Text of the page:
Thursday of the Eighth Week in Ordinary Time
By Father Eamonn Shelly, LC
Mark 10: 46-52
They came to Jericho. As he and his disciples and a large crowd were leaving Jericho, Bartimaeus son of Timaeus, a blind beggar, was sitting by the roadside. When he heard that it was Jesus of Nazareth, he began to shout out and say, “Jesus, Son of David, have mercy on me!” Many sternly ordered him to be quiet, but he cried out even more loudly, “Son of David, have mercy on me!” Jesus stood still and said, “Call him here.” And they called the blind man, saying to him, “Take heart; get up, he is calling you.” So throwing off his cloak, he sprang up and came to Jesus. Then Jesus said to him, “What do you want me to do for you?” The blind man said to him, “My teacher, let me see again.” Jesus said to him, “Go; your faith has made you well.” Immediately he regained his sight and followed him on the way.
Introductory Prayer: Once again, Lord, I come to you to pray. Even though I cannot see you, I trust that you are present and very much want to instruct me in your teachings. In the same way that you demonstrate your love for me by spending this time with me, I want to express my love for you, by dedicating this time to you with a spirit of faith, confidence and attention. Here I am, Lord, to listen to you and respond with love.
Petition: Lord, grant me to be a courageous witness of you and your Kingdom.
- Attentive Listening: We need to hear Christ telling us in our hearts to go and preach with our lives. We spend so much time thinking about ourselves and so little time thinking about Jesus and his Kingdom. Through baptism he has called us not just to know about our faith, but to act on it and share it with others. The blind beggar was attentive to Jesus passing by; this attentiveness was the first step to his cure.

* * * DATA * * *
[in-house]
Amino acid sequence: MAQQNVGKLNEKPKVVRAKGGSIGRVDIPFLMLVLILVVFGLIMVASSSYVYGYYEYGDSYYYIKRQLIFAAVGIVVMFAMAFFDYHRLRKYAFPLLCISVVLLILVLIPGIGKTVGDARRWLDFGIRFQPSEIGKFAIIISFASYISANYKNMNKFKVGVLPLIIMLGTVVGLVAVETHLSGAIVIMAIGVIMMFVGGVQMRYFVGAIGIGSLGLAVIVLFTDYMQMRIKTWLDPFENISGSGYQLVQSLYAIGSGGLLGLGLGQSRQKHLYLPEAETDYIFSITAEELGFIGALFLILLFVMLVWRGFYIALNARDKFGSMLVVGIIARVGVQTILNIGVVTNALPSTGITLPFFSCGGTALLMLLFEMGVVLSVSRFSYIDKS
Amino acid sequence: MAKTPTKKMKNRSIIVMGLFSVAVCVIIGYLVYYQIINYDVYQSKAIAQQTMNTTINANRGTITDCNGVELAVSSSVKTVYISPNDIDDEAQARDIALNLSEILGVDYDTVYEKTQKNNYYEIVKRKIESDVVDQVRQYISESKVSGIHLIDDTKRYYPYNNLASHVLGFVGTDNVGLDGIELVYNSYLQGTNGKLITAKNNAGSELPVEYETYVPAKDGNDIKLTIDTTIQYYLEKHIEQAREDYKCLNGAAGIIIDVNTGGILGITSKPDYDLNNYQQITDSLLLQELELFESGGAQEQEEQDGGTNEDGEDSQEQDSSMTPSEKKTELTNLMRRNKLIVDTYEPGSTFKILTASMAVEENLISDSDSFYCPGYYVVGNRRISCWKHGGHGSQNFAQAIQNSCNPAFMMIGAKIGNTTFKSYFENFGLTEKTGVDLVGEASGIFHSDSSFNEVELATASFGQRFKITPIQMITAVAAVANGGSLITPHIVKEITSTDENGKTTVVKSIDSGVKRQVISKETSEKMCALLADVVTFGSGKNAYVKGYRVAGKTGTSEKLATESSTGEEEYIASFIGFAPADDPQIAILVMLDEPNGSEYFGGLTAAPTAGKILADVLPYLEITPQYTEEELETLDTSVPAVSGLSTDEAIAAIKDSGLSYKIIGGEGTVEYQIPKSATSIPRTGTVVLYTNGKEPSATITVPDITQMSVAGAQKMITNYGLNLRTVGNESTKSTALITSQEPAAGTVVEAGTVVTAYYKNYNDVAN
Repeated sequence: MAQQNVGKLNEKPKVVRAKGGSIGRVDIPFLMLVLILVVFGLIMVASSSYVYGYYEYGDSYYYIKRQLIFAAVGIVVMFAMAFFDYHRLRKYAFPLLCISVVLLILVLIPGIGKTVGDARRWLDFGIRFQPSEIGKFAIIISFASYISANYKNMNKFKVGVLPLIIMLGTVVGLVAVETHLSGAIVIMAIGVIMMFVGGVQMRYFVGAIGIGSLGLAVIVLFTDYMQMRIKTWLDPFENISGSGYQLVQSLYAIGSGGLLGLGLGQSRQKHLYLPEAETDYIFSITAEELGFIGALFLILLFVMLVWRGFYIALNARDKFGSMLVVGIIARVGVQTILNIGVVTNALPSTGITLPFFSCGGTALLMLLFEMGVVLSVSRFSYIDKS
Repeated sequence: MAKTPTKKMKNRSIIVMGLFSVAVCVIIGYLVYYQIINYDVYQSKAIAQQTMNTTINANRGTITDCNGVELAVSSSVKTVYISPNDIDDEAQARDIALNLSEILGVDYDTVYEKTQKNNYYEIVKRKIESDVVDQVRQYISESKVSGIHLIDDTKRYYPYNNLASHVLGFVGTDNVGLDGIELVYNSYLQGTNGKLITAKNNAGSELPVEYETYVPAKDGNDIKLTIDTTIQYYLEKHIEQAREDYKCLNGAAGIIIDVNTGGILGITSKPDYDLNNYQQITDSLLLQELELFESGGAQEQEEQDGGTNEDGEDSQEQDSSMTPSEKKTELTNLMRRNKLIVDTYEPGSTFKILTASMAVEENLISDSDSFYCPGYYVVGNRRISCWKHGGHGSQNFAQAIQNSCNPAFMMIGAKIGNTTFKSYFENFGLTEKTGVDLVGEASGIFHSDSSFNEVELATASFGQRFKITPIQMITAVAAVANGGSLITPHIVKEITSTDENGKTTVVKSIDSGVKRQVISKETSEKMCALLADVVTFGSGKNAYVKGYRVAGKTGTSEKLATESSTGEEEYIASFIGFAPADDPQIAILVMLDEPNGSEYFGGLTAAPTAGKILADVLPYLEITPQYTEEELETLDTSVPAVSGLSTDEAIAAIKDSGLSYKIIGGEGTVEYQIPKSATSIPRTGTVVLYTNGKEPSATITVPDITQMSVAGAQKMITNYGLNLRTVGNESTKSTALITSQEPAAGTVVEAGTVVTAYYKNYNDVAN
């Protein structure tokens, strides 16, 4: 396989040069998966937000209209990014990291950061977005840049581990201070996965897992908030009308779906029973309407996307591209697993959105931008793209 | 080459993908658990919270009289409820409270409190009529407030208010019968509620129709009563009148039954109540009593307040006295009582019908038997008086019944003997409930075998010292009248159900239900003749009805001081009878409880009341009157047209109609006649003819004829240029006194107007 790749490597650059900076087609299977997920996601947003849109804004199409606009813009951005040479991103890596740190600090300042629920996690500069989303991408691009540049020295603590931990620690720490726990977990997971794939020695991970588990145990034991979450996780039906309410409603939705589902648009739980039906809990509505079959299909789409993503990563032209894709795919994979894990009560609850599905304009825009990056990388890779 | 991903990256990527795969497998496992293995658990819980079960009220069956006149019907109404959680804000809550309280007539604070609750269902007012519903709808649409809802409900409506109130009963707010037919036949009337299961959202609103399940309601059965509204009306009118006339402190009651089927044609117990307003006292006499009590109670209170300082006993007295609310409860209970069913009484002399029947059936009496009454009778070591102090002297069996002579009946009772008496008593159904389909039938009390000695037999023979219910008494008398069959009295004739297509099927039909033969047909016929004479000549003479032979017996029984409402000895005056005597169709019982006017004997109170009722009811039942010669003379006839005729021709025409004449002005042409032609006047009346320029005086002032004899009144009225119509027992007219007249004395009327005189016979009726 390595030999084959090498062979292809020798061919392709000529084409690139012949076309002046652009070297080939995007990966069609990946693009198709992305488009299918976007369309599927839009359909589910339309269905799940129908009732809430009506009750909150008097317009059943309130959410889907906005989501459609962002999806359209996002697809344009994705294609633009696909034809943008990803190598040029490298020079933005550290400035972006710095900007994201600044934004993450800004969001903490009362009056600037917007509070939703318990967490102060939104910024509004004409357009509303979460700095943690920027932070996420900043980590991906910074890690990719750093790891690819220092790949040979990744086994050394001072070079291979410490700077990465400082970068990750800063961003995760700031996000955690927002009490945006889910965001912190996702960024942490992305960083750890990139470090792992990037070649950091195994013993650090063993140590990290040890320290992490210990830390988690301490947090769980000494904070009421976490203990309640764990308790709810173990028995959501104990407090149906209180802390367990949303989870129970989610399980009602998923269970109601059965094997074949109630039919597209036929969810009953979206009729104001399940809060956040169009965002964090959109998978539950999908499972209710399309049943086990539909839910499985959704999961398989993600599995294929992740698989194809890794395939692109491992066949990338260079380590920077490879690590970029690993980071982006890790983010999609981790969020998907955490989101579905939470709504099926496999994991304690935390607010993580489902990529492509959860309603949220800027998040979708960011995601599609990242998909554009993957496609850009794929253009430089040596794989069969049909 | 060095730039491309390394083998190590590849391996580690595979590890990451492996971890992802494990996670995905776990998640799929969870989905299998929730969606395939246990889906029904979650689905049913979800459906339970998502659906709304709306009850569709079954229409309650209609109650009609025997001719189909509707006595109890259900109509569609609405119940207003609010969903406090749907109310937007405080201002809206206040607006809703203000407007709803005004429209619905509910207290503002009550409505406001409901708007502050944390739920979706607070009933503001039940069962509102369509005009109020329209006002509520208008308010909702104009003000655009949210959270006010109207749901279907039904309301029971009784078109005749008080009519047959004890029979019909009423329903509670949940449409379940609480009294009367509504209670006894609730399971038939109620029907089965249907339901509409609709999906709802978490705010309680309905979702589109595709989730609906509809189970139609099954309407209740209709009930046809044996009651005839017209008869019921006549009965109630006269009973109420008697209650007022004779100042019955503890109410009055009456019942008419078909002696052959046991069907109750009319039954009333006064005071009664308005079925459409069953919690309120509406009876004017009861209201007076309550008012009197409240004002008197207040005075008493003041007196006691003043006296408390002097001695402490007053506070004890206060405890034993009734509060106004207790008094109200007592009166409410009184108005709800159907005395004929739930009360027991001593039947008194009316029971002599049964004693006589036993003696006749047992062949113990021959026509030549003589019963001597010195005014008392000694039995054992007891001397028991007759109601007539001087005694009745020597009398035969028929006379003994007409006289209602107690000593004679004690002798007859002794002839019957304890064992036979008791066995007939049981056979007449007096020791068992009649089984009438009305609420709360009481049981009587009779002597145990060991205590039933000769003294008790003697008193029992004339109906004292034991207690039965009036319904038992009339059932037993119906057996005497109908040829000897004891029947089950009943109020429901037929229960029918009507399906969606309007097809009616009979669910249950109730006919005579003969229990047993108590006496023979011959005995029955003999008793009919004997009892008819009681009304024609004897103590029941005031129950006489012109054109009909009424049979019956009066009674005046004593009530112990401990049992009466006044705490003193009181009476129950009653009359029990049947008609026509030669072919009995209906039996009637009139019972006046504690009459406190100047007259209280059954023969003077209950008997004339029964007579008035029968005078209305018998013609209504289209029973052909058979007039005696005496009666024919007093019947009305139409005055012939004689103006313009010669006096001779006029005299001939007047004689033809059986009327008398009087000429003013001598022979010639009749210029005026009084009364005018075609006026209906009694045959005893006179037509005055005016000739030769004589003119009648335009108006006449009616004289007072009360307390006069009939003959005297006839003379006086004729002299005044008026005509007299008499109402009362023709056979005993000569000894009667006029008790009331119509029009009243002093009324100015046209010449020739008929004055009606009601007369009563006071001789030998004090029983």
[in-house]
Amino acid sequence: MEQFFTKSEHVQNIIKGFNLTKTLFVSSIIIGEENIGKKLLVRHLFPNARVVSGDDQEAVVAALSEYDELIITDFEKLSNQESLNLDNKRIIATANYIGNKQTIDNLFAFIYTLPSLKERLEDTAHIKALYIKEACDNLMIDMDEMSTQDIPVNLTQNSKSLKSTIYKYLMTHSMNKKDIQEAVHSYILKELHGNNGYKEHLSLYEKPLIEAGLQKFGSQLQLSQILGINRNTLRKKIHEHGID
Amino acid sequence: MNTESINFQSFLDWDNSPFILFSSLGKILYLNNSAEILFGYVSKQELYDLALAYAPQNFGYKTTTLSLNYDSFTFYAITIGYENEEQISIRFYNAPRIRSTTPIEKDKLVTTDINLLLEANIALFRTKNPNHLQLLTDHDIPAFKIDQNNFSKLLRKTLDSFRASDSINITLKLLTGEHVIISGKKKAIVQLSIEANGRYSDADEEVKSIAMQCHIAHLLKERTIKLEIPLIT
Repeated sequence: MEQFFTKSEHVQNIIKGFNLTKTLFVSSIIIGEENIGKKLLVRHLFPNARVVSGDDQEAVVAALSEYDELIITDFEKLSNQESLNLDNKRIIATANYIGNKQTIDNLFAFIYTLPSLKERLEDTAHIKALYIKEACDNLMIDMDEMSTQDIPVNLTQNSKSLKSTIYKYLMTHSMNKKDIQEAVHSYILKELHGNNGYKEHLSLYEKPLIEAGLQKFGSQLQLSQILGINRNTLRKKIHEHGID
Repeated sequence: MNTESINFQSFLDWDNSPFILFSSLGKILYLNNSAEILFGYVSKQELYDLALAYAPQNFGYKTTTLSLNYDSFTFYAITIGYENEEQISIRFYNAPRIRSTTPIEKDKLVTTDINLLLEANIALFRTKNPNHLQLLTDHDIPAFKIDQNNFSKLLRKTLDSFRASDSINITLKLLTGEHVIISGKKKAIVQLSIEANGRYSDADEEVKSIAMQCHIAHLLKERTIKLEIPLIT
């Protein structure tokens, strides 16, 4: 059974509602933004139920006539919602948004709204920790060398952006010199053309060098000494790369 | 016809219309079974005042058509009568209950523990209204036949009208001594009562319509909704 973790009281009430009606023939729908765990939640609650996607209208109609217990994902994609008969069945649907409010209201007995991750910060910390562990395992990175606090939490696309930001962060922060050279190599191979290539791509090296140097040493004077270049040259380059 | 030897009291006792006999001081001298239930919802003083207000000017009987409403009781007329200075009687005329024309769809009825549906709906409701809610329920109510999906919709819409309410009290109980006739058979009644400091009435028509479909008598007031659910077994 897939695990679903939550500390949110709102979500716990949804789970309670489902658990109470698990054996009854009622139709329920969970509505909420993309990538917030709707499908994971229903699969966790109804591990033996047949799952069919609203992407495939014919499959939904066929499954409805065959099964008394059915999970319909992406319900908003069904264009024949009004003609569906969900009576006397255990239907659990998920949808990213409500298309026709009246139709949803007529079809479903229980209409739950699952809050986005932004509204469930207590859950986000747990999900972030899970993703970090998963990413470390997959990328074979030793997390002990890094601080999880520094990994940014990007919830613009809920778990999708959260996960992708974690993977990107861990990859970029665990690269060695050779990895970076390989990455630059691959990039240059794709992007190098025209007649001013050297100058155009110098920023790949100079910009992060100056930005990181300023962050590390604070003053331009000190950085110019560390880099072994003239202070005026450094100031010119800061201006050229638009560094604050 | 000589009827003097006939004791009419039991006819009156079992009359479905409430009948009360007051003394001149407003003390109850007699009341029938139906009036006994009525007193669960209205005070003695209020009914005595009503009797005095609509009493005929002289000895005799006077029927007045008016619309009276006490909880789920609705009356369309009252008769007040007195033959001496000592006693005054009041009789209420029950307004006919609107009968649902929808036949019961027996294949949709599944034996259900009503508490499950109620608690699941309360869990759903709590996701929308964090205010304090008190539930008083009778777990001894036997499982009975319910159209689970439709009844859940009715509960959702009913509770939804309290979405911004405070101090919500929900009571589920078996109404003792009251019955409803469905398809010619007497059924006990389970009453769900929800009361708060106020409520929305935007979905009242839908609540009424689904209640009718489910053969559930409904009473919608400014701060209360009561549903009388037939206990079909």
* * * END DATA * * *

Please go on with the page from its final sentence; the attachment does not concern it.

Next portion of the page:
- Fearless Proclamation: Christ wants us to be as St. Paul was: bold in preaching and defending the truth. He wants us to overcome human respect. Many times we catch ourselves being influenced by what others think and say, and we are incapable of being ourselves. The world tries to intimidate us by laughing at us and making us look ridiculous. What they really want to do is just force us to live our faith in a private manner without bearing witness to Christ and the truth. At those times we should be like Bartimaeus—crying out even more loudly, standing up for what is right, and sticking by it at all times. It’s going to cost us, but then again, didn’t it cost Christ his life to stand up for the truth?
- Restoration of Sight: Blind Bartimaeus’ life would never again be the same. He was completely transformed by Christ interiorly—even his physical ailment was cured. He could see again. “To see” means to understand our life and all it entails from God’s perspective. “To see” means that we are happy fulfilling God’s will for us, no matter what God is asking of us.
Conversation with Christ: Lord Jesus, I ask you to help me to see the great things you are doing in my life. Help me to see the moments of the cross as true opportunities to grow in my personal relationship with you.
Resolution: I will use Jesus Christ’s name and example in a conversation I have with someone today.